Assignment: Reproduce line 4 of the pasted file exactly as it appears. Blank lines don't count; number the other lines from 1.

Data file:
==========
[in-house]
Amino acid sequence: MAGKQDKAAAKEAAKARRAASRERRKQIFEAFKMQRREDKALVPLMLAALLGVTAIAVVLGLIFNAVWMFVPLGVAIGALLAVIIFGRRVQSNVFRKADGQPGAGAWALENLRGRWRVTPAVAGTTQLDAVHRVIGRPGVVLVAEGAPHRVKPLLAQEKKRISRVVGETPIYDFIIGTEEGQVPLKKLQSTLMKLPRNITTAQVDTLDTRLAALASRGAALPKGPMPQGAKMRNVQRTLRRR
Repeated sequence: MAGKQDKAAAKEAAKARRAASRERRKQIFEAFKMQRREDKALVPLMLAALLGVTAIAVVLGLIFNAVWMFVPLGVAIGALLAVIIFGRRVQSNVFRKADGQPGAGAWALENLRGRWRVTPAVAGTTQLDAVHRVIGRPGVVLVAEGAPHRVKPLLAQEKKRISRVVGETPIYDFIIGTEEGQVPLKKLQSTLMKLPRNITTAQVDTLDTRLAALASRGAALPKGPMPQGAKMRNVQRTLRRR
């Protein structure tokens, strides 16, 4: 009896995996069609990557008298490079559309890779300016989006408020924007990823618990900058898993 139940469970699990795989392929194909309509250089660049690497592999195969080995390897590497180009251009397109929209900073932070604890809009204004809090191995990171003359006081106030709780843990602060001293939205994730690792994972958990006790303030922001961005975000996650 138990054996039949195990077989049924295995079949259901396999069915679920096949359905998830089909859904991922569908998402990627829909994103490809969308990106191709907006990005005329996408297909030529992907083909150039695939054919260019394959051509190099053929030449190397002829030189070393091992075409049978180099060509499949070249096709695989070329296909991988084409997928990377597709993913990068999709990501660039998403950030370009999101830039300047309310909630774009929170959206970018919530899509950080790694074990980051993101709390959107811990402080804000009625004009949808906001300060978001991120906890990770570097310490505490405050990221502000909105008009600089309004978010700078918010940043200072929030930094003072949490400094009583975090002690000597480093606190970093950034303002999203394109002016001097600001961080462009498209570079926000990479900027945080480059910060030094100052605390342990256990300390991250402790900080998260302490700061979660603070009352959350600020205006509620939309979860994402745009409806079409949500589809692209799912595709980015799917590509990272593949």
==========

């Protein structure tokens, strides 16, 4: 009896995996069609990557008298490079559309890779300016989006408020924007990823618990900058898993 139940469970699990795989392929194909309509250089660049690497592999195969080995390897590497180009251009397109929209900073932070604890809009204004809090191995990171003359006081106030709780843990602060001293939205994730690792994972958990006790303030922001961005975000996650 138990054996039949195990077989049924295995079949259901396999069915679920096949359905998830089909859904991922569908998402990627829909994103490809969308990106191709907006990005005329996408297909030529992907083909150039695939054919260019394959051509190099053929030449190397002829030189070393091992075409049978180099060509499949070249096709695989070329296909991988084409997928990377597709993913990068999709990501660039998403950030370009999101830039300047309310909630774009929170959206970018919530899509950080790694074990980051993101709390959107811990402080804000009625004009949808906001300060978001991120906890990770570097310490505490405050990221502000909105008009600089309004978010700078918010940043200072929030930094003072949490400094009583975090002690000597480093606190970093950034303002999203394109002016001097600001961080462009498209570079926000990479900027945080480059910060030094100052605390342990256990300390991250402790900080998260302490700061979660603070009352959350600020205006509620939309979860994402745009409806079409949500589809692209799912595709980015799917590509990272593949």